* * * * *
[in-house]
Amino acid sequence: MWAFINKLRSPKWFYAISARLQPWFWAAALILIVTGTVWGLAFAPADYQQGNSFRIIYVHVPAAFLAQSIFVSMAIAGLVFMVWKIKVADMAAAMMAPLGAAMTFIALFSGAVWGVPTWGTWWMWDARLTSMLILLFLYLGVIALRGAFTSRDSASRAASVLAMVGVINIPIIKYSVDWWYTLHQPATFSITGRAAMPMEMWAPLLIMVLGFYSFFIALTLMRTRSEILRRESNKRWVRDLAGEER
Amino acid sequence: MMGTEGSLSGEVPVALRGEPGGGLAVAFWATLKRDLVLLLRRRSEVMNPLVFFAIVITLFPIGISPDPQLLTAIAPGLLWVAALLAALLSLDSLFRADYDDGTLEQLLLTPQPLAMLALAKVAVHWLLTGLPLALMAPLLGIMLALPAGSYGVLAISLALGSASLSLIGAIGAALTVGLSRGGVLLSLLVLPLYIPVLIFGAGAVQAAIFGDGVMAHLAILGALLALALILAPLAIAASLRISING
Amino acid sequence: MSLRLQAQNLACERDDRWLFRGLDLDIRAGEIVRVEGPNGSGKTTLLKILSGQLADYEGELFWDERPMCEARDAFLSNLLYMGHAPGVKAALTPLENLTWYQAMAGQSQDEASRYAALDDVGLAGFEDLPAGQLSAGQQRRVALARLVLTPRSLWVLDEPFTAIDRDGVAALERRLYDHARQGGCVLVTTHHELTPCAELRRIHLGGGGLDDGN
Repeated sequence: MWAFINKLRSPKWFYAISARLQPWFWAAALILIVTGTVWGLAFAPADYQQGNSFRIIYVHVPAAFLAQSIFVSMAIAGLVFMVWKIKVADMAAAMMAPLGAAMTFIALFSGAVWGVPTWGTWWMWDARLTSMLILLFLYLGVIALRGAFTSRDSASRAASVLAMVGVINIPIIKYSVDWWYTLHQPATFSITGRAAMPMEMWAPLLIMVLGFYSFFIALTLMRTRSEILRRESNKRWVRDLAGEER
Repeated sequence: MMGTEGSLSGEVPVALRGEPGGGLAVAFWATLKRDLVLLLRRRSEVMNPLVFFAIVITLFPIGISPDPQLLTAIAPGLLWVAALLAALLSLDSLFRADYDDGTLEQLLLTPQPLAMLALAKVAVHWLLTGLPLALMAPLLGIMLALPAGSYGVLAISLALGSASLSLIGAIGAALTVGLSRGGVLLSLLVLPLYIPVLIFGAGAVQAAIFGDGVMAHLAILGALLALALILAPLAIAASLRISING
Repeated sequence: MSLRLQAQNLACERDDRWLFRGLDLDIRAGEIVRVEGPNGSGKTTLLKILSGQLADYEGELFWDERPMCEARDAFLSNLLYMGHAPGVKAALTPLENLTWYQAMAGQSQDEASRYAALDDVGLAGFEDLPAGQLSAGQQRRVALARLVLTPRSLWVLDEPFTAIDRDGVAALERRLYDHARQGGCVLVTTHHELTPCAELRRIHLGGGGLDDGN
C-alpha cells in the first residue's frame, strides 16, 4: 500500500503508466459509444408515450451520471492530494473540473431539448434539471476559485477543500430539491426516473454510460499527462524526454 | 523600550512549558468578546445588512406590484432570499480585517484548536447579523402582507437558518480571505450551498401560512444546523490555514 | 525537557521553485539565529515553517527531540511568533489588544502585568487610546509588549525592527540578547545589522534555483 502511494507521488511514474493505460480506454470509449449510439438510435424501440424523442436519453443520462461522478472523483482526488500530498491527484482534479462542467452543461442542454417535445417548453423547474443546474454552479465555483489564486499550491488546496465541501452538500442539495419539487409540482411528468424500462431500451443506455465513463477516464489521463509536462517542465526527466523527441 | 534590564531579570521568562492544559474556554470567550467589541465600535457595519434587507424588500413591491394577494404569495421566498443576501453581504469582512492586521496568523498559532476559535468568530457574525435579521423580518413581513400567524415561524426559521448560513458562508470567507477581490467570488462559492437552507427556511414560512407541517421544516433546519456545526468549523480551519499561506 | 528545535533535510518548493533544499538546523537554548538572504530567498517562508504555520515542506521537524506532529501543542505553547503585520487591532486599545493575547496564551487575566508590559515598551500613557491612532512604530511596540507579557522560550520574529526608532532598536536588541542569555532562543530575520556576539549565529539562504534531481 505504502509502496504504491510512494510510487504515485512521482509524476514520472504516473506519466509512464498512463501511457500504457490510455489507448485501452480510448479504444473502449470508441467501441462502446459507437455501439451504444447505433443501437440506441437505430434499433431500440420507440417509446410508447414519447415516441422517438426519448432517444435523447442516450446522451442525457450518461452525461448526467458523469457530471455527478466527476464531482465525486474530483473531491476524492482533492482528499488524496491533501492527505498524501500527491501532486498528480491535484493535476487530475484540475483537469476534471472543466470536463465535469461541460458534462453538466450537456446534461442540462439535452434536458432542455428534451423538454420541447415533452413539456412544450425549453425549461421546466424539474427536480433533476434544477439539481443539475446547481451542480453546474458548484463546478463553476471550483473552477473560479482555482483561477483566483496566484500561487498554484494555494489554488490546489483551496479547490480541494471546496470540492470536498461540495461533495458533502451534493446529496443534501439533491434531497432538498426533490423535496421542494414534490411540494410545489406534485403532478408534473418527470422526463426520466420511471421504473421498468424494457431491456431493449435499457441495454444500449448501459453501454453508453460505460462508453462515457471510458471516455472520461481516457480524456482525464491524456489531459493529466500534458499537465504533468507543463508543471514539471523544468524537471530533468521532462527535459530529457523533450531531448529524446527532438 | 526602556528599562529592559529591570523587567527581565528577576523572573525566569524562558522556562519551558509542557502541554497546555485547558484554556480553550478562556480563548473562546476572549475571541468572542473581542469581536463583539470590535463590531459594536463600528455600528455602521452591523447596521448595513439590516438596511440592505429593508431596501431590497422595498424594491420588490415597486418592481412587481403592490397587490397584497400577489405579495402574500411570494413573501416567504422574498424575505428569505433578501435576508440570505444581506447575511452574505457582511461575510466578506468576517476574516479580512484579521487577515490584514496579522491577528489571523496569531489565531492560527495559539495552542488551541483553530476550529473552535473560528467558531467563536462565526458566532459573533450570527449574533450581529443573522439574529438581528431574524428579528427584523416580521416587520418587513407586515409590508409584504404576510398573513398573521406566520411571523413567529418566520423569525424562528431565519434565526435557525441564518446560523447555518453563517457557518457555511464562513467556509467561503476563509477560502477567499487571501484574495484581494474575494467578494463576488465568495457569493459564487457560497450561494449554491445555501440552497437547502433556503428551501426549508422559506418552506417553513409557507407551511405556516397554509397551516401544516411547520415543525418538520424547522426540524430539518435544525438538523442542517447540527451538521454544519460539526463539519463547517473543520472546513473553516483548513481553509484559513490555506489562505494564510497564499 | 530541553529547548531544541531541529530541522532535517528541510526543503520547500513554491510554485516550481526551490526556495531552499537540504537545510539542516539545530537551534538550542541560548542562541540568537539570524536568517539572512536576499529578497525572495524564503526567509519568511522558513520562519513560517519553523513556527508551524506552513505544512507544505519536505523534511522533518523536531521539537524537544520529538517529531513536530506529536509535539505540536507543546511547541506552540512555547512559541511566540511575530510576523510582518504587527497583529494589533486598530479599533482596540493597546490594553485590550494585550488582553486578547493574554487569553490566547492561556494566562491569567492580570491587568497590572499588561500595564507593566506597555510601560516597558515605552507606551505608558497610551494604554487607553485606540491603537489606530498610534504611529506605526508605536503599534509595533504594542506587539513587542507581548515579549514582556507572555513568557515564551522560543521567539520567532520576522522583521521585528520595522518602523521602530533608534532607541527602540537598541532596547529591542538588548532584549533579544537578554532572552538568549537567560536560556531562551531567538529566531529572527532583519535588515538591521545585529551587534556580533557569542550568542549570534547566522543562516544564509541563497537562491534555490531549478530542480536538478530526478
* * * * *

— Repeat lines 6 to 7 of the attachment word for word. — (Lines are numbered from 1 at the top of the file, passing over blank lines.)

Repeated sequence: MMGTEGSLSGEVPVALRGEPGGGLAVAFWATLKRDLVLLLRRRSEVMNPLVFFAIVITLFPIGISPDPQLLTAIAPGLLWVAALLAALLSLDSLFRADYDDGTLEQLLLTPQPLAMLALAKVAVHWLLTGLPLALMAPLLGIMLALPAGSYGVLAISLALGSASLSLIGAIGAALTVGLSRGGVLLSLLVLPLYIPVLIFGAGAVQAAIFGDGVMAHLAILGALLALALILAPLAIAASLRISING
Repeated sequence: MSLRLQAQNLACERDDRWLFRGLDLDIRAGEIVRVEGPNGSGKTTLLKILSGQLADYEGELFWDERPMCEARDAFLSNLLYMGHAPGVKAALTPLENLTWYQAMAGQSQDEASRYAALDDVGLAGFEDLPAGQLSAGQQRRVALARLVLTPRSLWVLDEPFTAIDRDGVAALERRLYDHARQGGCVLVTTHHELTPCAELRRIHLGGGGLDDGN